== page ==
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Sound and vision blog

157 posts categorized "Sound and vision"

19 January 2018

Mary Lee Berners-Lee: the joy of programming and equal pay

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This blog is by Tom Lean, National Life Stories Project Interviewer. Tom interviewed Mary Lee Berners-Lee and her husband Conway for An Oral History of British Science (reference C1379/23) in 2010-2011.

Mary Lee Berners-Lee, originally Mary Lee Woods, is probably best known as the mother of Sir Tim Berners-Lee, inventor of the World Wide Web, but she had a considerable career in science and technology in her own right. After studying mathematics at the University of Birmingham, she spent the latter part of the Second World War working at the Telecommunications Research Establish (TRE), the secret centre of Britain’s radar development effort. With the war over she returned to her studies, before leaving Britain for the Mount Stromlo observatory in Australia in 1947, where she worked classifying the spectra of stars. In 1951 she returned to Britain and chanced across an advert for a job at Ferranti in Manchester that would change her life: “I was reading Nature and saw an advertisement one day for – saying, ‘Mathematicians wanted to work on a digital computer.’”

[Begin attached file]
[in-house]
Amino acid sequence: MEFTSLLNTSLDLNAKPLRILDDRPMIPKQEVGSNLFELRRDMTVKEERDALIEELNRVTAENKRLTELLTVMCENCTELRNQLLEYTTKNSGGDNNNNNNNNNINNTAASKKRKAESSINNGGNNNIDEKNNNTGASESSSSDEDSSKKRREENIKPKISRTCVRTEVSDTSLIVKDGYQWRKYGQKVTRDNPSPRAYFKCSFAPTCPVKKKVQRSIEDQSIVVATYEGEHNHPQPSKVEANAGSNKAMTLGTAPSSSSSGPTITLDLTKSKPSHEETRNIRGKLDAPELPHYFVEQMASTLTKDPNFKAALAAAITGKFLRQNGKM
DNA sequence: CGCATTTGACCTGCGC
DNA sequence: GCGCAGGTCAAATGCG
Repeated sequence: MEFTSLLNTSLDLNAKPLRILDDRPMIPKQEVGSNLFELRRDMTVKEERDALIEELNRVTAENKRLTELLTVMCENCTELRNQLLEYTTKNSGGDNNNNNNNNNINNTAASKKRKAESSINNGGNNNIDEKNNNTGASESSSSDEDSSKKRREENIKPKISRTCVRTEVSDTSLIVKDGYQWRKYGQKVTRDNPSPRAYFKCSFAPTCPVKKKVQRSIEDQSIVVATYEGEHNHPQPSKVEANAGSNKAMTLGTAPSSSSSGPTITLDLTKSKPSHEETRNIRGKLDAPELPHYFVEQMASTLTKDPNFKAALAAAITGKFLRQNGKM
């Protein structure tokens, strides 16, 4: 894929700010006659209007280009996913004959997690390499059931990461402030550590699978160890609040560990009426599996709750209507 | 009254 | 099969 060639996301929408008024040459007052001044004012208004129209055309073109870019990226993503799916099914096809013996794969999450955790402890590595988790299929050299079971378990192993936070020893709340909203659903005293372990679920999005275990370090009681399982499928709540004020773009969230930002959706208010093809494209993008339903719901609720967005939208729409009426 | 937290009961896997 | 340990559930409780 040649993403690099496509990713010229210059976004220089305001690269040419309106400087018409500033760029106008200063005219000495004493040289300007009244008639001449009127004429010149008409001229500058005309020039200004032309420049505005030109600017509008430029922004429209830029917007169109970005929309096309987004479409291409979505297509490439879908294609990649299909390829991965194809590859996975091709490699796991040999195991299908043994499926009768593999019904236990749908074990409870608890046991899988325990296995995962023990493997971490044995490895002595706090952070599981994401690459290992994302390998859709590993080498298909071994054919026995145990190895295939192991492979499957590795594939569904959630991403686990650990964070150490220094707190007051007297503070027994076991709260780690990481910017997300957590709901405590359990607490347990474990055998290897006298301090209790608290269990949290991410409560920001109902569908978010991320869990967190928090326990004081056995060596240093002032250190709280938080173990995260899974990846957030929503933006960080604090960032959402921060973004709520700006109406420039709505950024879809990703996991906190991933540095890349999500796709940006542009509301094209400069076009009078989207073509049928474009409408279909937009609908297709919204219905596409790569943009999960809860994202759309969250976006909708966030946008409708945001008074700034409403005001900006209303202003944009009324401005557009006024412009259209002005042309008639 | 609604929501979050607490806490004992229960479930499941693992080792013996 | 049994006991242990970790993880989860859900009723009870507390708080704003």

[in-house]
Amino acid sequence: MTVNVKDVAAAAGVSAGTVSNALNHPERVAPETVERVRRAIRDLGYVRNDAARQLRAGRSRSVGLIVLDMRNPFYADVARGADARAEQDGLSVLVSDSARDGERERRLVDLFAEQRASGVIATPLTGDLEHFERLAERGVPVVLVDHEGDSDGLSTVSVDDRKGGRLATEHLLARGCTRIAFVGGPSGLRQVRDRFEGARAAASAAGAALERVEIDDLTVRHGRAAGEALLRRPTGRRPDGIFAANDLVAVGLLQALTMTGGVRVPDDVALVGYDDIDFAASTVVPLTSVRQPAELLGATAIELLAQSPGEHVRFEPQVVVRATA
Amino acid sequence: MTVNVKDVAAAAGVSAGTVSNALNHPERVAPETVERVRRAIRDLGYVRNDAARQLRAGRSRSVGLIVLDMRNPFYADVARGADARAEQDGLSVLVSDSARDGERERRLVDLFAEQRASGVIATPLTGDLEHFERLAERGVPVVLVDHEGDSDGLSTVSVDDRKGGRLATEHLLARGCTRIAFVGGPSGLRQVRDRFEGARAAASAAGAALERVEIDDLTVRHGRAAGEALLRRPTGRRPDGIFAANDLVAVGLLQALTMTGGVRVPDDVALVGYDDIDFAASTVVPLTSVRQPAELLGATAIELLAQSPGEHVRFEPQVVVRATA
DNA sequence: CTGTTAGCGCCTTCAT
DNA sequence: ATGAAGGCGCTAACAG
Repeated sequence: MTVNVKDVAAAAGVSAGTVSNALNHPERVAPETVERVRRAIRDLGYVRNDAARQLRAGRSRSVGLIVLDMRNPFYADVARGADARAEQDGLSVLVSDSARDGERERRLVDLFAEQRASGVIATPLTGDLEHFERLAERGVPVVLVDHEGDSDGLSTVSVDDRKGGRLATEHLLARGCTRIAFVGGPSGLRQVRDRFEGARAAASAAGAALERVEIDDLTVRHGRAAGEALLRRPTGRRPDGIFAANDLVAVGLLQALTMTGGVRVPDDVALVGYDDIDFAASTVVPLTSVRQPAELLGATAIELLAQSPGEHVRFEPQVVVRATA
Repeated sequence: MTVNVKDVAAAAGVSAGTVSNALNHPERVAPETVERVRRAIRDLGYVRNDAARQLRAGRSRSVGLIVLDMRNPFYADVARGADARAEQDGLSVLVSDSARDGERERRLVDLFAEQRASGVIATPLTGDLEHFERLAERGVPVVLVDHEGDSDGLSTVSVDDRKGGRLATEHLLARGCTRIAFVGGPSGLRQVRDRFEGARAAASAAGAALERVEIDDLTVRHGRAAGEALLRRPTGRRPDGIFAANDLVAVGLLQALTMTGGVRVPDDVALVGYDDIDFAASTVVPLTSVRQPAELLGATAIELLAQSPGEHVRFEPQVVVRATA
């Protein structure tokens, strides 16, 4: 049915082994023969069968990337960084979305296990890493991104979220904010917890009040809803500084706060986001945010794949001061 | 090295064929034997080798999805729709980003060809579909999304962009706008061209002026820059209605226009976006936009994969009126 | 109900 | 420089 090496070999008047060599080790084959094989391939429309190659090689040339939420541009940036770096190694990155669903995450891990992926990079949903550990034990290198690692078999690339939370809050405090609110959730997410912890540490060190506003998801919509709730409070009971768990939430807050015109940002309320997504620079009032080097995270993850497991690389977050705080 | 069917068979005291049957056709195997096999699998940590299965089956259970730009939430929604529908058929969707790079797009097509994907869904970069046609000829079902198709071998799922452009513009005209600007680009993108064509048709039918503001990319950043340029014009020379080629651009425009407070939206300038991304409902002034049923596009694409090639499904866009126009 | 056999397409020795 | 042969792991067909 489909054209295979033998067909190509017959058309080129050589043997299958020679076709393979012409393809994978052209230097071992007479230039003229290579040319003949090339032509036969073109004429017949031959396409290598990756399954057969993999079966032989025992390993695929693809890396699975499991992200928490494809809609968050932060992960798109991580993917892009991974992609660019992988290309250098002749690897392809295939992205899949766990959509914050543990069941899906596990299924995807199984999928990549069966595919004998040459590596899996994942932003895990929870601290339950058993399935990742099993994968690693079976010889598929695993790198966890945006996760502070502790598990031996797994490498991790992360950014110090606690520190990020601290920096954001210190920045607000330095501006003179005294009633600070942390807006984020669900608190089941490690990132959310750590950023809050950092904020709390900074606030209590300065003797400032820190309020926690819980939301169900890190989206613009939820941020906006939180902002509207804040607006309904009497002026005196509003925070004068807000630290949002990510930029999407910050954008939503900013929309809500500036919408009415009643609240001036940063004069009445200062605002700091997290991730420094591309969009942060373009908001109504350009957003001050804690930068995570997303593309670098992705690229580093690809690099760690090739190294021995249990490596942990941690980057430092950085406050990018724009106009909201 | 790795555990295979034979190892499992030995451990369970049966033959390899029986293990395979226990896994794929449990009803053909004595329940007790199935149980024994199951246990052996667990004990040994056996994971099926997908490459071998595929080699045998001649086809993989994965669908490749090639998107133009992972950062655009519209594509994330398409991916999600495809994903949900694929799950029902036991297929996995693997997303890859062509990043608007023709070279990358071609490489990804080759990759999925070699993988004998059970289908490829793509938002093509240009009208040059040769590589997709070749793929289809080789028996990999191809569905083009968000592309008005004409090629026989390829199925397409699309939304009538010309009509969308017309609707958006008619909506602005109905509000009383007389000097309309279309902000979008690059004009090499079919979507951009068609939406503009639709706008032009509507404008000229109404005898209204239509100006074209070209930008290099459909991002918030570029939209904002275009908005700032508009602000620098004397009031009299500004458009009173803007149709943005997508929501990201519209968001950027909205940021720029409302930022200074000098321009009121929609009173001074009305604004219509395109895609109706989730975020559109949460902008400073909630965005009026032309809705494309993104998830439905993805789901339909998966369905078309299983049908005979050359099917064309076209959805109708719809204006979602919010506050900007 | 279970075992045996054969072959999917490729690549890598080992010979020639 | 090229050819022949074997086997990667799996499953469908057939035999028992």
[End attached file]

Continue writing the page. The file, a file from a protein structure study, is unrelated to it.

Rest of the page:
021I-C1379X0023XX-0001A1Mary Lee and Conway Berners-Lee in 1954

Mary Lee spent three days in a reference library learning what a computer was, “the most profitable three days I think I’ve ever had because when I went for the interview for the job I could ask intelligent questions and nobody else they’d interviewed had, so it put up my salary quite a bit!” Subsequently she joined the team working on the Ferranti Mark 1, the world’s first general purpose electronic computer to be commercially available – the first machine built to be sold to customers not just an experimental electronic brain developed by scientists. At Ferranti she discovered not only her future husband, Conway Berners-Lee, but also the joy of programming, as she recounts in this extract from her interview for An Oral History of British Science.

Mary Lee Berners-Lee on the joy of programming

Mary Lee left Ferranti to raise a family, but later worked in various computing related jobs. She was not only a pioneer of computer programming, but also for women in science and technology. Mary  fought against Ferranti’s concerns that it would be improper of women programmers to work on the computer overnight with male engineers, and demanded equal pay for women programmers.

Mary Lee Berners-Lee on equal pay for women programmers

You can read more about Mary Lee and listen to more extracts at Voices of Science; parts of her life story interview are available in the Library Reading Rooms.

15 January 2018

Recording of the week: Anglo-Romani and dialect

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This week's selection comes from Jonnie Robinson, Lead Curator of Spoken English.